I’ve switched sides now. I’ll always be formed by my childhood in that town, but I’ve joined those kids from the parochial school across the river. They, and their children who might be yelling the same bad words at basketball games, are now my brothers and sisters. I share their religion, and I know it’s not the reason they acted so badly then because I know it’s not the reason I act badly now. Things look different from the inside.

Maybe their culture as expressed by their priests and parents allowed a rhetorical range theprim academic culture in which I lived did not, and maybe it did not judge a fight over a close game so bad as did our culture — the culture of people who didn’t fight because they didn’t like getting hit, if we’re being honest. Sure. Religions are incarnated in particular people in particular cultures, and each will go wrong in some characteristic ways but also go right in others. Catholicism is always pushing against a culture’s failings and pointing its people to the ideal.

The adults who so easily dismissed Catholicism because the parochial school kids misbehaved were just snobs. They didn’t swear at kids from another school and throw punches in the parking lot, and that, they thought, made them better. They were only doing what people like them did. Being a peaceful academic isn’t really virtuous when you and everyone around you is naturally a peaceful academic and rewarded for being that kind of person.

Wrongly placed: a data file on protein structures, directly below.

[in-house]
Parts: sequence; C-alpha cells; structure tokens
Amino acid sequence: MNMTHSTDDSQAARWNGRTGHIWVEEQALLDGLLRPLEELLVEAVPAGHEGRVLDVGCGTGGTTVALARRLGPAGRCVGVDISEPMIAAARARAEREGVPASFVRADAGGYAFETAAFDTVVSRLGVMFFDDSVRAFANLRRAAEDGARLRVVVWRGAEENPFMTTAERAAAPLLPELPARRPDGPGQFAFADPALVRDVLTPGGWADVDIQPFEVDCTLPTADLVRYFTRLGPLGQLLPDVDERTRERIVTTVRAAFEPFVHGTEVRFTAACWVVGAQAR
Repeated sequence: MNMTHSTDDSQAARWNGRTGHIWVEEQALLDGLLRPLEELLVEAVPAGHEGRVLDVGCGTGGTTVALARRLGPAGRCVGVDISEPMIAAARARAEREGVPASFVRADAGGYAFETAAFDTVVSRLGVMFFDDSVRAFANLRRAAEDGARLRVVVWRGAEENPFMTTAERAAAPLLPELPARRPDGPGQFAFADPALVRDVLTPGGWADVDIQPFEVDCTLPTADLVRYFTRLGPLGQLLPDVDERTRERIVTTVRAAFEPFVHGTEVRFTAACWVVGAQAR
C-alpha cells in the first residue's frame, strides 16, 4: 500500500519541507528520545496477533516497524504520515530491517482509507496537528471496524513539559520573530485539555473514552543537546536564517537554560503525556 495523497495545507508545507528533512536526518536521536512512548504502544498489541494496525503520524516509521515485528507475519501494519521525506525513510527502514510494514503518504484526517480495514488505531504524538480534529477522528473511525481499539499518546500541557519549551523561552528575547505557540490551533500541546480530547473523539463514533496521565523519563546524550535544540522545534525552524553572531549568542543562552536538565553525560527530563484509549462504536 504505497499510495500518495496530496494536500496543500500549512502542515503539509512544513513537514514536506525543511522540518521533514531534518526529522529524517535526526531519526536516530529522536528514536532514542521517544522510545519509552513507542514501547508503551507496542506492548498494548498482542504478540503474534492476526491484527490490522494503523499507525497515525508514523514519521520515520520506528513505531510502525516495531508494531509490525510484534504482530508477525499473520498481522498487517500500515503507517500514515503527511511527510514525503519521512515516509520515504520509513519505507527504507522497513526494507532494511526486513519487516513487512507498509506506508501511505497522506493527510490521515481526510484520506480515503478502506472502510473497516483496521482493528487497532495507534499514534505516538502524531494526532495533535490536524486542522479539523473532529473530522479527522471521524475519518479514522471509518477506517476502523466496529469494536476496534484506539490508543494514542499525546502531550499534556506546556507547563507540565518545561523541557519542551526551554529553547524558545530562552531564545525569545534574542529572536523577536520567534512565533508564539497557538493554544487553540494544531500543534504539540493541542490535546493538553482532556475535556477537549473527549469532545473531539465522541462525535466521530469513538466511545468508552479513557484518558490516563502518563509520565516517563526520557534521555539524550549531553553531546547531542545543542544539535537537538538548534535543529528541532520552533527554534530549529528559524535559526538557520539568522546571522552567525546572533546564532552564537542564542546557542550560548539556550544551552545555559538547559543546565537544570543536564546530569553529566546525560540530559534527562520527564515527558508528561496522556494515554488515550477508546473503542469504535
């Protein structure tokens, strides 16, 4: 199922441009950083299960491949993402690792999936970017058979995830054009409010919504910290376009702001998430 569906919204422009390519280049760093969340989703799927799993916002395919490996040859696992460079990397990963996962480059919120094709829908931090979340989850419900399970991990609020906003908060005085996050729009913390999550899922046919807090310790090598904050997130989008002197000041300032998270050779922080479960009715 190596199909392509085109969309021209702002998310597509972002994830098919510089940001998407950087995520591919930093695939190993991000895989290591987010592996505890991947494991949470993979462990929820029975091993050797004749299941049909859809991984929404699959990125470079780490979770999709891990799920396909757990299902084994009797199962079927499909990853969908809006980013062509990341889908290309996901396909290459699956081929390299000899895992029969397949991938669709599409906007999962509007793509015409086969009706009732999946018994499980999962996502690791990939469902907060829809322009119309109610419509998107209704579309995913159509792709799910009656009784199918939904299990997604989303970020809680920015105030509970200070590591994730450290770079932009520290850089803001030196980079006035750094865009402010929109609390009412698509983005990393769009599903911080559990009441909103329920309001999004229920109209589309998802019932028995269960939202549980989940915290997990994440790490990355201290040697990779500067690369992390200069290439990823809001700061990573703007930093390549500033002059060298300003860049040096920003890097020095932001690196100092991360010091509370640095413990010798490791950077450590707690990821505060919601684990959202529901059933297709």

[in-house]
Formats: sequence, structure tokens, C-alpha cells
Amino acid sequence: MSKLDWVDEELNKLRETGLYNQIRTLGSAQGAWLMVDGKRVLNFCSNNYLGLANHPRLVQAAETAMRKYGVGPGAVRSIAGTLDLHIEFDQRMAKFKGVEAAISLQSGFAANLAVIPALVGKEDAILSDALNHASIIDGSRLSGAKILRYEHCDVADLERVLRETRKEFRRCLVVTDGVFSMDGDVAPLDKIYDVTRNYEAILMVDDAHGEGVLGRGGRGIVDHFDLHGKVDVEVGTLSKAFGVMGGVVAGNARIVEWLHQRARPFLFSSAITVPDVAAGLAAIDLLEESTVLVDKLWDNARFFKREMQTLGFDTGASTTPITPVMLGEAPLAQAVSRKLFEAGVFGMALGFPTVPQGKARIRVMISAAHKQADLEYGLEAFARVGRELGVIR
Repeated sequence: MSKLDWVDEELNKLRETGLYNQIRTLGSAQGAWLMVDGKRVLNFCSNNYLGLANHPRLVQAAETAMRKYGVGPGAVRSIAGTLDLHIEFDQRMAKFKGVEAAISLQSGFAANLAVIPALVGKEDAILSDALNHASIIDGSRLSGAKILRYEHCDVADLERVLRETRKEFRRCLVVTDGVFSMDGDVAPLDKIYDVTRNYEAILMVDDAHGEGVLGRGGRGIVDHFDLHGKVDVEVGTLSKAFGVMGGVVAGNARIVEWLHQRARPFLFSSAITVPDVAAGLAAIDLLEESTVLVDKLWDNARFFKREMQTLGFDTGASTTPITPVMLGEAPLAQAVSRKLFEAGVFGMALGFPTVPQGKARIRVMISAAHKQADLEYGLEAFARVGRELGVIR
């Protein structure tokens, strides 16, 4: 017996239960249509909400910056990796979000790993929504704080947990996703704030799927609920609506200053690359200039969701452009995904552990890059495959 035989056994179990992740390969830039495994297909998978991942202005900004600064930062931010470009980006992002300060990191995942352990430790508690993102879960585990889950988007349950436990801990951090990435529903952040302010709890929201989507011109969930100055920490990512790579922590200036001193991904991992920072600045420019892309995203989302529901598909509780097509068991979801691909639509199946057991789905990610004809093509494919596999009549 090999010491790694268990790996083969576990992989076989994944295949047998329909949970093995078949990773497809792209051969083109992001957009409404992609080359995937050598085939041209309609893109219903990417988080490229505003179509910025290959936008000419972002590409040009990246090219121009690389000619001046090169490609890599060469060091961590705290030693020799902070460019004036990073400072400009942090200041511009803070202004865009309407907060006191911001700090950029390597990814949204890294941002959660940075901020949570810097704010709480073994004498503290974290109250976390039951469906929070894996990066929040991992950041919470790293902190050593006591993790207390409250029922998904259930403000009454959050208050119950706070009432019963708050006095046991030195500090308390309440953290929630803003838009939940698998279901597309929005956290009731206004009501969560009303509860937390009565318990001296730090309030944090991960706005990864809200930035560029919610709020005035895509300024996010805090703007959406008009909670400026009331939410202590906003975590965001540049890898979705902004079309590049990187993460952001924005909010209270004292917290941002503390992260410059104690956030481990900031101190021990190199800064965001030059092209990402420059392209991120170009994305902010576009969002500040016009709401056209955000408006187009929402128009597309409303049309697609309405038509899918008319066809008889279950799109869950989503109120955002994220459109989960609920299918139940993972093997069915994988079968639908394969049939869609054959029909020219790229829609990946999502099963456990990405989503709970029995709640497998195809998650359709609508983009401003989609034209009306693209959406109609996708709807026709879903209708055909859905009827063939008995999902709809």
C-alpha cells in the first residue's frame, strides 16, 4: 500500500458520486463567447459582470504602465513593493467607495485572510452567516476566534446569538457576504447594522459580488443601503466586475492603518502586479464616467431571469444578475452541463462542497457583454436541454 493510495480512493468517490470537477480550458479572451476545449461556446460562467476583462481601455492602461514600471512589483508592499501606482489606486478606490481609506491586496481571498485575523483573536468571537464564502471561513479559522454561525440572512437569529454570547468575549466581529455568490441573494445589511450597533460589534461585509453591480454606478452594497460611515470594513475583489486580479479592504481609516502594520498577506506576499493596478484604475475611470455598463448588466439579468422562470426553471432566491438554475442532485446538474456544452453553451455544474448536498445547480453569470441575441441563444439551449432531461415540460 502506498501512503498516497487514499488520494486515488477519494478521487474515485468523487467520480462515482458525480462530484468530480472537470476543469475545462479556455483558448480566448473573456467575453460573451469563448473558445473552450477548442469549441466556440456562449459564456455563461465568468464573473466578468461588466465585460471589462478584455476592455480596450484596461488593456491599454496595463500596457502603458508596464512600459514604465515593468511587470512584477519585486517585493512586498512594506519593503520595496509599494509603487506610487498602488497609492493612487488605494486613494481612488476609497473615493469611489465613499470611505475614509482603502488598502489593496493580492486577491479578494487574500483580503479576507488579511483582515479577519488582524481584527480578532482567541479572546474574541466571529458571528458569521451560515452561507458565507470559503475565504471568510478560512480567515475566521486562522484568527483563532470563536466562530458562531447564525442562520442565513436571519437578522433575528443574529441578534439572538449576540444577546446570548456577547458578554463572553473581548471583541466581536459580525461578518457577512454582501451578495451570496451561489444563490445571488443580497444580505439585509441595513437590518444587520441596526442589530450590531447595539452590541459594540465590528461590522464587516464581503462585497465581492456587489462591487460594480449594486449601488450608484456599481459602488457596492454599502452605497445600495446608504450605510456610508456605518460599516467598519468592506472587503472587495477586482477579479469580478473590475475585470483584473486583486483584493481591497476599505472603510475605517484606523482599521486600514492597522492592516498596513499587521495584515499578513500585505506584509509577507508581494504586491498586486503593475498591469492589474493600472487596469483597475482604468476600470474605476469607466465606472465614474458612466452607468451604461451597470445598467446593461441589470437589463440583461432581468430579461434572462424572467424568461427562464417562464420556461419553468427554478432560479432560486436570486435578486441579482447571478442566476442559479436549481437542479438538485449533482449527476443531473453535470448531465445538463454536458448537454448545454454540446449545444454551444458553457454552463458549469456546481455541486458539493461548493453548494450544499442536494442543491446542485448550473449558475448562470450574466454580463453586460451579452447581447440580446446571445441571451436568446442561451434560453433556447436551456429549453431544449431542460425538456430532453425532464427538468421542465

The people who had explained Catholicism to me had their sins, which were as great as the Catholics’, just more socially acceptable in our circles. I remember someone condemning the Catholic kids’ drinking, though he himself was an ardent dope-smoker. And no one, including me, noticed the problem. The self-regard and snobbery they showed in talking of the people at the parochial school were acts lacking charity, their far subtler form of aggression. We didn’t hit people, we just dismissed them as cretins. It was a worse form of aggression, I think: the guy who swears at you and then swings at your head might become a friend after the fight, but the person who thinks you’re just inferior isn’t likely even to speak to you.

Still, all that said, we can be embarrassed at the apparently casual way some practicing Catholics relate to the moral law. The Catholic mobster you see in movies is not entirely imaginary. We all live lives at variance with our faith, but a few of us live lives so spectacularly at variance.